By RACHAL PINKERTON
PORTLAND, Ore. — In the spring of 2019, Gary Roth stepped into the role of executive director for the Oregon Potato Commission. His predecessor, Bill Brewer, stepped down after 13 years at the commission.
“I inherited a healthy program with a veteran staff in the office and a strong base of research,” Roth said. “It was critical that it be maintained, and I believe we have.”
Roth grew up on a 300-acre farm in western Oregon that grew a diverse range of crops, as well as livestock. He went to Oregon State University and Honors College, graduating with a degree in agriculture and resource economics.
“From there, I served as a lobbyist for the Oregon Farm Bureau followed by 23 years working in and eventually directing the domestic and international market development work of the Oregon Department of Agriculture,” Roth said. “The vast majority of my career has been spent coordinating and/or executing university research, legislative affairs, trade development and consumer education across most of Oregon’s 225 commodities. Working for the Oregon Potato Commission affords me the opportunity to focus my background, skills and knowledge on one product – potatoes. And I have to say, I absolutely love the people and the work.”
Since Roth took the helm of the Oregon Potato Commission, he has discovered that time is one of the valuable resources that the commission has. He said that there are more opportunities available to benefit the Oregon potato grower than there is time.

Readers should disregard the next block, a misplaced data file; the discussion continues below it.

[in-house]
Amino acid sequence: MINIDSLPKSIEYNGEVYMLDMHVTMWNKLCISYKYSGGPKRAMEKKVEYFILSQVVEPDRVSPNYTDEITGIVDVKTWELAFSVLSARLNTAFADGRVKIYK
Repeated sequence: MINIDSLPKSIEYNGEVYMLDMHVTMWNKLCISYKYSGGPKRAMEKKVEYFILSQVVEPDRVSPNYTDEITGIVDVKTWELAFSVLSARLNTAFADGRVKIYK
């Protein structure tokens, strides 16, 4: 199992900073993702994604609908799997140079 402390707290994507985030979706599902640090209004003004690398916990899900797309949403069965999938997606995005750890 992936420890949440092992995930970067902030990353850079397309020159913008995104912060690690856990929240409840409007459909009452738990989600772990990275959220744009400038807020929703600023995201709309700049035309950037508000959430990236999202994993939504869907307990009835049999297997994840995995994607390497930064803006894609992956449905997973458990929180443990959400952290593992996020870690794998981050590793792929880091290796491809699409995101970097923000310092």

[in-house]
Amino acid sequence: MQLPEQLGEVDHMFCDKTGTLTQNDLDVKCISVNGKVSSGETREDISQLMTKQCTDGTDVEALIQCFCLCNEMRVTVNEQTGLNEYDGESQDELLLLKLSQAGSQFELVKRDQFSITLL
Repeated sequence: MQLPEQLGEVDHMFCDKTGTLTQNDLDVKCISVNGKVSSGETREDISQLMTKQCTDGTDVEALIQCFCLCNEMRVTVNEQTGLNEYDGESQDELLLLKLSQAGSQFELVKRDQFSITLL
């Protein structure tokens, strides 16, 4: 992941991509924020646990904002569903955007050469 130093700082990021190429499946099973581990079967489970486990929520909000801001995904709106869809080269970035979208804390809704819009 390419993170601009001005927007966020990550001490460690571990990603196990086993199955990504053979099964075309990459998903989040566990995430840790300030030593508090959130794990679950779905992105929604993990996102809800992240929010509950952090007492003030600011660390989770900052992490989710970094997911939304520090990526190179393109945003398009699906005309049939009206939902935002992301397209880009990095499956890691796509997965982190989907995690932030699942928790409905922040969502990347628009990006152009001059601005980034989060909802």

He has also been surprised by the amount of opportunities available in the state for meeting people and talking with them. Roth thinks this may be due to the sophistication of the industry and engagement across multiple platforms, including research, legislative issues, marketing and trade and consumer education.
The management of disease and pests, as well as the development of potato varieties that will produce the best product, will continue to be the commission’s No. 1 priority.
The commission coordinates its research efforts with Washington and Idaho.
The cooperation between the three states in this and other areas was welcome news to Roth.
“My counterparts to the north and east have been so welcoming and helpful,” Roth said. “For example, Oregon and Washington each have their unique characteristics but have many more commonalities than differences, and production on both sides of the Columbia River is very similar. It is similarities such as that that bind us together in the Northwest and make all three states stronger when we define and execute together on matters of mutual importance.”
In the future, Roth hopes to increase efforts on educating consumers about the health benefits of potatoes and “increase market access and penetration globally.”
“We continue to push positive messaging about potatoes through our sensory program, schools, the state legislature and in the media whenever possible,” Roth said. “The National Potato Council and Potatoes USA are great partners for us internationally where we will be focusing on Japan and the Middle East in the coming year.”
Rachal Pinkerton may be reached via email at email@example.com.